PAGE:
|Michilee Beradini during the shoot for Louis Reard's first Bikini.|
On July 5, 1946 war weary France was given something explosive to shake out of the drab and depressing years of Nazi occupation. Designer Louis Reard introduced a skimpy new two piece bathing suit whose very abbreviated bottom was cut high on the thigh and well below the belly button. Since he expected his suit to really shake things up, he named it the Bikini because the Americans had set off a highly publicized Atomic bomb test at Bikini Atoll in the Pacific four days earlier.
When it came to the photo shoot, Reard had a hard time finding a model willing to expose herself in the skimpy outfit. The usual run way and magazine photo models were scared that the scandal would ruin their careers. Finally he found 18 year old Michilee Beradini, an amateur just trying to break into the business. She probably did not realize the risk she was taking. Her fresh faced appeal may have helped Reard’s cause
He was not the first designer with the idea. A few days before Jacques Heim had unveiled a very similar suit that he called the atome. Maybe Reard had a better press agent, or maybe the Bikini was just a better name, but the press went wild for his creation.
When pictures reached the U.S. our still puritanical society was predictably appalled and outraged. A surprising amount of serious ink was spent in editorial columns of major newspapers and “smart” magazines decrying the bathing suit and tsk-tsking about plummeting morals.
Two piece suits themselves were nothing new. They had been worn stateside with little public comment since the mid ‘30’s. The bottoms of these suits, however, were essentially tight fitting shorts, legs cut straight across and the tops modestly covering the navel. The tops were armored breast-plate like bras covered with fabric and often trimmed in pleated flounces to make sure that no swelling flesh was inadvertently exposed.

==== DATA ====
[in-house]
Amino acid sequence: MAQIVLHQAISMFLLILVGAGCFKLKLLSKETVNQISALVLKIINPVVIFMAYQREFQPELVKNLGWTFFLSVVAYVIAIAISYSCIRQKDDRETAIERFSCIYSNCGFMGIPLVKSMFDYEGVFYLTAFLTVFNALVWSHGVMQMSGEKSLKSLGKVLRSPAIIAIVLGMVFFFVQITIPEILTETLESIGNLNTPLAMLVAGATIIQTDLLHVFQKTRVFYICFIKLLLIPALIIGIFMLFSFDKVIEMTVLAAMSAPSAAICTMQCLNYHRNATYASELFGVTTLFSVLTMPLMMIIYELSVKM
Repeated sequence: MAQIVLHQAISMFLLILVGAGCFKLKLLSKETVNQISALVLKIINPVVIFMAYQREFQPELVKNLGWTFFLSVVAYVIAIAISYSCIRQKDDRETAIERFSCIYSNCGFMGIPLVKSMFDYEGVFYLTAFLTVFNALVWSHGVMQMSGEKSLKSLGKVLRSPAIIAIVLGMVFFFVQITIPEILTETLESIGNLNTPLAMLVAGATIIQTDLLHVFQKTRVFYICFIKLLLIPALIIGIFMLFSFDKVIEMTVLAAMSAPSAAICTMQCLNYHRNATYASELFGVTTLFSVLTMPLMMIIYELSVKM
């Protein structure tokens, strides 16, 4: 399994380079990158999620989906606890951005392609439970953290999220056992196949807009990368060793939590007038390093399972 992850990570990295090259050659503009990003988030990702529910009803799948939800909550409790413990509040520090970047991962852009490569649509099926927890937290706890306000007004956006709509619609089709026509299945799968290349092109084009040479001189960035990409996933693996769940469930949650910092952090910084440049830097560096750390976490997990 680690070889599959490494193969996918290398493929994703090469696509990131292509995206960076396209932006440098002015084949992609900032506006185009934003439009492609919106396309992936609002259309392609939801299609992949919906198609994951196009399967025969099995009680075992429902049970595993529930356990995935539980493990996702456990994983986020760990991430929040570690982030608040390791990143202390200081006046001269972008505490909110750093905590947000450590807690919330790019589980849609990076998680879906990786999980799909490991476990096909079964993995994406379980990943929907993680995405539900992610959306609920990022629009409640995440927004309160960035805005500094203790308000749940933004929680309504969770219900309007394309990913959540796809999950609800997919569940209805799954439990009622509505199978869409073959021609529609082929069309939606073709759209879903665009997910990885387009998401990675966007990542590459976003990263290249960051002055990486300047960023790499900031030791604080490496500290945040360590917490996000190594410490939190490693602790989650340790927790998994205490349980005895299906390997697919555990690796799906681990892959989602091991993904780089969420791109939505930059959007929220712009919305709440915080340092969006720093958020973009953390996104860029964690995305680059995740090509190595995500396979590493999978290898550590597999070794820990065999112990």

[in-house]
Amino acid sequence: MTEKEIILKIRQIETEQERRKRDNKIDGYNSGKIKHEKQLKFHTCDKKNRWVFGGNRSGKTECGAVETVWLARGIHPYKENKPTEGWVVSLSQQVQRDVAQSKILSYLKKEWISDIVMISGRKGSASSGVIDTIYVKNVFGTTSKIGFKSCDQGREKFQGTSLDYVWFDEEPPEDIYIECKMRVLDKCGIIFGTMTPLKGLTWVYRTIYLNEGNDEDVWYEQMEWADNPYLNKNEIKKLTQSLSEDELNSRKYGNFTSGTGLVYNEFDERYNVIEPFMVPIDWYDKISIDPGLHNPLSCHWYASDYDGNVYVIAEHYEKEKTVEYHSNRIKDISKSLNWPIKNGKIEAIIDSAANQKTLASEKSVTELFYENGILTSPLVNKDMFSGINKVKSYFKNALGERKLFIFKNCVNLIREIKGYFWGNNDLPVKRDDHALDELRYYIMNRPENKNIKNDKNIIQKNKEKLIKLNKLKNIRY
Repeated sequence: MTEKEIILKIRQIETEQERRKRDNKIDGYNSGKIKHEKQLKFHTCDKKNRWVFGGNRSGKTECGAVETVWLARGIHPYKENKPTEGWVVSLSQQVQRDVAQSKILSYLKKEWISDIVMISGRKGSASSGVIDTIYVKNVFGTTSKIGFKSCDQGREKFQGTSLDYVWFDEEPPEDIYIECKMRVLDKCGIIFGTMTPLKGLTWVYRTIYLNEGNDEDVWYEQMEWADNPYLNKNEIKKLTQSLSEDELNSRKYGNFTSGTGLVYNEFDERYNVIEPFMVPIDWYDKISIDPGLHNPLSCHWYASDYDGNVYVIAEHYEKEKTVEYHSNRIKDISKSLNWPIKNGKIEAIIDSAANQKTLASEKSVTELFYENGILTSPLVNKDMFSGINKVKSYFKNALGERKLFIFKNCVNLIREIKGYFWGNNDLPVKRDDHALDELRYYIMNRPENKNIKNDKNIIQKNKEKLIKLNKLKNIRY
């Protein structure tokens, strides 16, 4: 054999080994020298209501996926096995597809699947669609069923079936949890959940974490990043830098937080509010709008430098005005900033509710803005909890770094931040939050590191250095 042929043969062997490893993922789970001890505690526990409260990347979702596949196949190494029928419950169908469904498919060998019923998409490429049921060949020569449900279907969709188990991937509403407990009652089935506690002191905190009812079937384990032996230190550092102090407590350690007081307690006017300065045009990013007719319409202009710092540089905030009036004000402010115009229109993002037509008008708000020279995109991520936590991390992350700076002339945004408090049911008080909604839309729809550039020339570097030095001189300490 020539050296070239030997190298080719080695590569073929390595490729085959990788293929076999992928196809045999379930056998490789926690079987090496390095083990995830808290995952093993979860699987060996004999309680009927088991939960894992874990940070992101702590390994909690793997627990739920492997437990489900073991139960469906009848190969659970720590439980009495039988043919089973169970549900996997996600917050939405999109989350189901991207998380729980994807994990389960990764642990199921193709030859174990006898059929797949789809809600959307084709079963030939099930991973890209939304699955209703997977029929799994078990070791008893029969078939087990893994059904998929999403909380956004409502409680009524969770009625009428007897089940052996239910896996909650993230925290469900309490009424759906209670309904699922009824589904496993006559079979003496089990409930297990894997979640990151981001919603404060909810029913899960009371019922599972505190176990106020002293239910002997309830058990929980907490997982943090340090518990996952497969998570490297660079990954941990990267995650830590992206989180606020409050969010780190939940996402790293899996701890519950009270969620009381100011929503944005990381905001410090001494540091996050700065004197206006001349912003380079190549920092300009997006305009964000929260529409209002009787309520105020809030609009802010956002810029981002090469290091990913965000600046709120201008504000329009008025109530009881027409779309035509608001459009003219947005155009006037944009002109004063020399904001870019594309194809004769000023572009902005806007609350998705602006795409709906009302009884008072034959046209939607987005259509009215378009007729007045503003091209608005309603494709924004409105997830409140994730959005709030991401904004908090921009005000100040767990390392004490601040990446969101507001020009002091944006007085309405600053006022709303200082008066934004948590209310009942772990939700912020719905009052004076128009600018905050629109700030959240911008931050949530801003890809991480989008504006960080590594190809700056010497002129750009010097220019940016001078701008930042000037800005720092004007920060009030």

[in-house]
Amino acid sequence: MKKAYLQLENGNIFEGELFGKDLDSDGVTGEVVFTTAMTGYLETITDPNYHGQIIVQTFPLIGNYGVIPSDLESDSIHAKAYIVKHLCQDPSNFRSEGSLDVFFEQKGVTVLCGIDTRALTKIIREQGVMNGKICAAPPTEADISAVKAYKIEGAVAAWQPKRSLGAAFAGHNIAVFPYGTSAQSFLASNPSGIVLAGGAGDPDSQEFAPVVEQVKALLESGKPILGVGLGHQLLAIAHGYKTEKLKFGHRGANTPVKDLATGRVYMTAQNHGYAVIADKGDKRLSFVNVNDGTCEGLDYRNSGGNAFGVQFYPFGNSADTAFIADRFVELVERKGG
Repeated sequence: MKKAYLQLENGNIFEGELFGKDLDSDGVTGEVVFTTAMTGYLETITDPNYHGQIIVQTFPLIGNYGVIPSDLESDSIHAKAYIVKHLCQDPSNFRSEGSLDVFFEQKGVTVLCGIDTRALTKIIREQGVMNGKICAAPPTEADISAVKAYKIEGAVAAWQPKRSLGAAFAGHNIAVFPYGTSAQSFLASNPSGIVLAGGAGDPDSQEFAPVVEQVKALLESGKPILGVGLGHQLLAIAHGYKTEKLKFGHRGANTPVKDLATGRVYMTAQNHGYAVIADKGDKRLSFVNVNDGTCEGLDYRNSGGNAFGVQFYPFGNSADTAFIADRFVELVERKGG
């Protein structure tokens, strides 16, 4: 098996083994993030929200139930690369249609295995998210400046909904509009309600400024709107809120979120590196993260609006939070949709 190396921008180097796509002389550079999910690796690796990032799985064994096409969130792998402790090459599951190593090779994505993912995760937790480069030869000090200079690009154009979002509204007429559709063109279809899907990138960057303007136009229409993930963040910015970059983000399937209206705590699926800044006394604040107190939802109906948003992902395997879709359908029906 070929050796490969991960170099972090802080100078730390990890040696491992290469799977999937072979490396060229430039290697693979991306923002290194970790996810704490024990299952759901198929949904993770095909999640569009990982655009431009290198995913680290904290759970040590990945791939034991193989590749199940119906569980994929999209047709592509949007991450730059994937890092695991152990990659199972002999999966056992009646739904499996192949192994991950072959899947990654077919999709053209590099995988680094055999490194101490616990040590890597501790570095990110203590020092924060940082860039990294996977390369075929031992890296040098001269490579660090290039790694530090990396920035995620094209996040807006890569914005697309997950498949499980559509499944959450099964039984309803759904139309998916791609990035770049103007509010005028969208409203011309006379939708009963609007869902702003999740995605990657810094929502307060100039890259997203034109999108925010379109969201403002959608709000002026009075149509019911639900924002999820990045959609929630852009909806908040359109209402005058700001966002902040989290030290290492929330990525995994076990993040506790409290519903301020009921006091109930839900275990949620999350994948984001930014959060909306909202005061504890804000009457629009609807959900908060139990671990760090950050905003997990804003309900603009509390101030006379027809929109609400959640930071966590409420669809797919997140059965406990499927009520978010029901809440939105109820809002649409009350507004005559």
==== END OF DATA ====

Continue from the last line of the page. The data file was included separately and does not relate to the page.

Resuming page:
|Annette Kellerman in the suit that got her busted.|
After all this is was a nation that was so shocked by a simple one piece tank suit in that authorities arrested Australian swimming A champion Annette Kellerman in 1907 for wearing one on a Boston beach. Although her case helped overturn some of the more draconian swimming dress codes, heavy wool suits with skirts, and stockings as immortalized by the Keystone Bathing Beauties of the silent pictures did not disappear until the late ‘20’s.
Esther Williams’s Aquacade film extravaganzas of the ‘40’s set off an American interest in swimwear that was figure flattering—if a girl had William’s substantial curves—while appropriately chaste.
Even in France the daring bikini took a while to take off with the public. But after a young starlet named Brigitte Bardot wore one on the beach during the 1953 Cannes Film Festival that they became common on the beaches of the Riviera. It took until about 1960 for bikinis to become more than exotic curiosities in the United States. Although restrictions against them remained in force at most public beaches and pools, the rapid spread of private pools gave women places where they could actually wear the little suites without being arrested.
Pools were becoming an expected attraction at the roadside motels catering to a nation on wheels and the back yard pool had gone from being a symbol of ostentatious wealth to a common amenity of many middle class homes. Society as a whole was becoming more relaxed—blame the pernicious influence of Hollywood and Rock and Roll.
|One of the many covers of Bran Hyland's hit.|
In 1960 Brian Hyland chronicled the fate of a modest young woman and her new swim suit in his hit Itsy Bitsy Teenie Weenie Yellow Polka Dot Bikini. The popular teen beach and surfing movies of the decade helped spread the craze, though beach queen Annette Funicello herself never wore one.
In 1964 Sport Illustrated inaugurated their annual Swimsuit Issue with a model in a bikini on the cover. By ’67 even that staunch defender of middle class propriety, Time reported, “65% of the young set had already gone over,” to the bikini.
Of course America still is behind Europe. The topless suits seen now on the Riviera or even the Brazilian thong bikini, standard around the world, is still relatively rare on these shores.
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